4. Stephanie Cooke says:

      I just downloaded this app and it’s so interesting that this is the current community study. I suddenly had a desire brew in my heart over two years ago to track the world. And at the most inconvenient time. We had just started a new business when this happened. Poured tends of thousands into it. I have NEVER wanted to travel nor get on a plane. I’ve never flown in my life. Suddenly my fear of flying was gone and I had such an urge to see the world and other cultures. So I started working toward building a business that would allow us to work remotely. In the last several months missions has stirred up inside of me and I’ve come across different opportunities. I’m wondering if God placed this desire within me to travel and now that we are getting closer if he is leading me in the direction of using our time abroad to further the kingdom. It all started as a desire to see the world, spend more time as a family, get out of the rat race. Now I’m starting to feel led in a different direction or I’m starting to feel a different purpose. How timely to come across this study.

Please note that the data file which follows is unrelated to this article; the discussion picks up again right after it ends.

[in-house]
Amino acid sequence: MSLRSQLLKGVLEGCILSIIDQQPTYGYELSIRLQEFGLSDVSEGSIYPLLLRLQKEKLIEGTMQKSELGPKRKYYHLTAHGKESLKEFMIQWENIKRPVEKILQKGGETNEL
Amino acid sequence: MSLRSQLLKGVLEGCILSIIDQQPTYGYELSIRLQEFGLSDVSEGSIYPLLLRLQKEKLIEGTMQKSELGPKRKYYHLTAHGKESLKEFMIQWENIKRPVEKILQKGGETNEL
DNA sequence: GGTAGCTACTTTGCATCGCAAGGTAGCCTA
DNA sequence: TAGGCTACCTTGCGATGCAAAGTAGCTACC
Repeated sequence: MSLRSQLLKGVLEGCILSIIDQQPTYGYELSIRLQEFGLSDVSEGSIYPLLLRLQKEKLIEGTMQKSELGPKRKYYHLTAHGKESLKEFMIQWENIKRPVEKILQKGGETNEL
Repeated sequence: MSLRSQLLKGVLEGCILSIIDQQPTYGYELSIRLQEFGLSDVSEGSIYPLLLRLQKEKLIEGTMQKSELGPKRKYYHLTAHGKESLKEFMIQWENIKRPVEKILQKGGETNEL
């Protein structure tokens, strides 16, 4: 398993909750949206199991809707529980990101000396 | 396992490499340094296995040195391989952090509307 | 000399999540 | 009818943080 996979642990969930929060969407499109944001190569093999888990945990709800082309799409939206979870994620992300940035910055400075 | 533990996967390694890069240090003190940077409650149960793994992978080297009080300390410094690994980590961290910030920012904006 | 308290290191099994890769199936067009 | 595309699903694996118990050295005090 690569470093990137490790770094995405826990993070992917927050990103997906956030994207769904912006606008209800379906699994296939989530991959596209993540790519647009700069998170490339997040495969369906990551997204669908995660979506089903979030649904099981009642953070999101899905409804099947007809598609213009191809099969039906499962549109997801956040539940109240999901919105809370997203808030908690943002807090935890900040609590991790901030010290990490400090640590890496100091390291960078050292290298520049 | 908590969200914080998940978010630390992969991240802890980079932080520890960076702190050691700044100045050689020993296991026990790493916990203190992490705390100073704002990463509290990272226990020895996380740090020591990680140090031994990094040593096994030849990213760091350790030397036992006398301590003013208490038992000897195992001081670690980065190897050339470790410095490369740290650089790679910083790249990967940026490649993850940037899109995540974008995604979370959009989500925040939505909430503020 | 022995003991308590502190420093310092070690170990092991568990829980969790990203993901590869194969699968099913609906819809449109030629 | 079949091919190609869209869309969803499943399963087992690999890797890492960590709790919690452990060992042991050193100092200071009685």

8. Tina says:

    I enjoyed today’s reading. In my book my notes reflect that often people contemplated Paul’s preaching and followed it up with questions, communication , and exchange. Sometimes at church I want to ask my pastor questions about what was preached for greater understanding. Often there is no time as second service starts. I look forward to using study time to gain understanding.